Cable can’t guarantee the industrial strategy will be long term

Posted on 11 Sep 2012

Business Secretary Vince Cable today provided details of the Government’s industrial strategy but confirmed that he couldn’t guarantee that the strategy would be upheld longer than the period of a parliamentary term.

Speaking at Imperial College at the launch of the industrial strategy today, Dr Cable emphasised the importance of long term planning and long term strategy to the health of a country’s industrial base.

He cited the examples of Germany, Finland, Japan and even the US as countries where government worked closely with industry on a range of business infrastructure factors like finance and regulation, where some state intervention in specific sectors worked to drive growth.

He said: “We have for too long treated the term “picking winners” as taboo,” and later added, “We are committed to compete while being an open economy. Protectionism is not part of our vision of an industrial strategy.”

The success of the 2012 Olympic and Paralympic Games, he said, was another example of the value of a long term approach to not only sport, but industry. “I was initially a sceptic but, the Games themselves have delivered an outstanding result for the UK because of years of planning and investment in pursuit of a clear and ambitious vision.”

But when asked to what extent he could guarantee that the industrial strategy would remain functioning beyond the current parliamentary term, Dr Cable said: “I can’t absolutely guarantee that [the strategy] will continue, but in the language I’m using and the arguments we’re employing we are trying to create a common ground. And there is a lot of common ground already – as I said earlier, I’ve leaned quite heavily on Lord Heseltine’s ideas, going back a generation, and my predecessor [Lord Mandelson] helped to introduce the Automotive Council, so there is quite a lot of continuity [between the political parties].”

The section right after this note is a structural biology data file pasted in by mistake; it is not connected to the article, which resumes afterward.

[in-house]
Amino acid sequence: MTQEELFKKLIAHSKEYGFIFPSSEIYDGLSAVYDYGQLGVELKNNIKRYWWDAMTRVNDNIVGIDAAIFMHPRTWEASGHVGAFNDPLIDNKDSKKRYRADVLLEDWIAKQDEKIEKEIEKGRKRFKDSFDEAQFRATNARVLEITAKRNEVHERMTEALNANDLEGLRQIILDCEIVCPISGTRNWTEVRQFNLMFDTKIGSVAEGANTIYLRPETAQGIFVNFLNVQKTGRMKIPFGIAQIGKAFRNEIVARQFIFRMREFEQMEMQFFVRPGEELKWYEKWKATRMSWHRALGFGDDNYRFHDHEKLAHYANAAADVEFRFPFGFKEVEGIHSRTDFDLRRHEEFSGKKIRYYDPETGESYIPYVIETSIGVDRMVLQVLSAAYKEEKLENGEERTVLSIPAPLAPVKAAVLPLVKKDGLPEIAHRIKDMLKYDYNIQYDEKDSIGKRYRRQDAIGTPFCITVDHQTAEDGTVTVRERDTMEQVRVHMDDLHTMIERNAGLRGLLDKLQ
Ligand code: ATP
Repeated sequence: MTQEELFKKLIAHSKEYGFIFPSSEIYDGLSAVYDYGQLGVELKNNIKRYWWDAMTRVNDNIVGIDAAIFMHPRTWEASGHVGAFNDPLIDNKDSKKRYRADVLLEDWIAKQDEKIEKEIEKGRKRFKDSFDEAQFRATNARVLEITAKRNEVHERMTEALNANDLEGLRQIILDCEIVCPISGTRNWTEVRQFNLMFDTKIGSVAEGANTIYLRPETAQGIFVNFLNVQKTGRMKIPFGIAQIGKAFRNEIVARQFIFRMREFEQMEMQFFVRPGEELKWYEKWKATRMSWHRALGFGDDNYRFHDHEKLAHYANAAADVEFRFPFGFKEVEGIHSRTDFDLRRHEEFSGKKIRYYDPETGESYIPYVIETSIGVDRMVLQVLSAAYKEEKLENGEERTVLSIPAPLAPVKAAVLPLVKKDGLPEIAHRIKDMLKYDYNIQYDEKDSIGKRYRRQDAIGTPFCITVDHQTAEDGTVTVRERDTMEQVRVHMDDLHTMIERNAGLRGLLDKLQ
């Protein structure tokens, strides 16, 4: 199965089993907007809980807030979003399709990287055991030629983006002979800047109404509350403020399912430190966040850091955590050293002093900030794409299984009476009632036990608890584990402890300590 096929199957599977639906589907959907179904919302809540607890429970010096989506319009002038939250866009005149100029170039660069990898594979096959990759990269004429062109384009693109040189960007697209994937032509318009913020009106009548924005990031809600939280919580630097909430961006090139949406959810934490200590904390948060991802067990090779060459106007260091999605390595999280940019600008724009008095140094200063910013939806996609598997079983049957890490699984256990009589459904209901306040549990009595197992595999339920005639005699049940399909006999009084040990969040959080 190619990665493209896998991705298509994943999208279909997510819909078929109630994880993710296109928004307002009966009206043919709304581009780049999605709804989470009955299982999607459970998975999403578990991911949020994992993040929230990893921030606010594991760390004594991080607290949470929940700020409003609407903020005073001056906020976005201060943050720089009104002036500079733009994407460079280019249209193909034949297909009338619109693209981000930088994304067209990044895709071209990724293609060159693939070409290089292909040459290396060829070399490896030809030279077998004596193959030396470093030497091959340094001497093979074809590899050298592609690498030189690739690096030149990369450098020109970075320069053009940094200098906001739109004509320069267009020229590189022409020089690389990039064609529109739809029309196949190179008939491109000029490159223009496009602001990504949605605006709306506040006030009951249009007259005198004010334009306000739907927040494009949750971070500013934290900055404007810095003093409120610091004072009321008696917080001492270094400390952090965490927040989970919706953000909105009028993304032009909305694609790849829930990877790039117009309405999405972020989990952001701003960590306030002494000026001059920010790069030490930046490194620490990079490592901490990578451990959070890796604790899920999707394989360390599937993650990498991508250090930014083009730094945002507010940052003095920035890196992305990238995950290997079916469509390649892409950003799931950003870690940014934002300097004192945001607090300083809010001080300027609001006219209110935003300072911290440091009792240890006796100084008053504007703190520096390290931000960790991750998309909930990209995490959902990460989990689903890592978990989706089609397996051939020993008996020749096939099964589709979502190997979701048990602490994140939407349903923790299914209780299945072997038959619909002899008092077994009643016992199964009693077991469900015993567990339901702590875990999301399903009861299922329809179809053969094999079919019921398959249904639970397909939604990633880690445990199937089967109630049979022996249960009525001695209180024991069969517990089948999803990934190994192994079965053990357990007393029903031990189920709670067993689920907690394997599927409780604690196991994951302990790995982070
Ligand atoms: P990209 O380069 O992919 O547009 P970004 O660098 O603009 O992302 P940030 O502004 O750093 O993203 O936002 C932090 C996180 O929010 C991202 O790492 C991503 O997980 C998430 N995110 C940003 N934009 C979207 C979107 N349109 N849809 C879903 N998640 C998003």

He added: “My starting point is that its very destructive when you have massive changes in policy from one government to the other, so I hope what I am doing and the arguments that I’ve used will commend themselves to the next government whoever it is.”

Many stakeholders in industry – businessmen, trade associations, chief executives of engineering firms and universities – have called for an industrial strategy to be enshrined in legislation to avoid tinkering or outright cancellation when a government administration changes.

The new strategy proposed by the Department for Business, Innovation and Skills stops short of providing that kind of true long term commitment.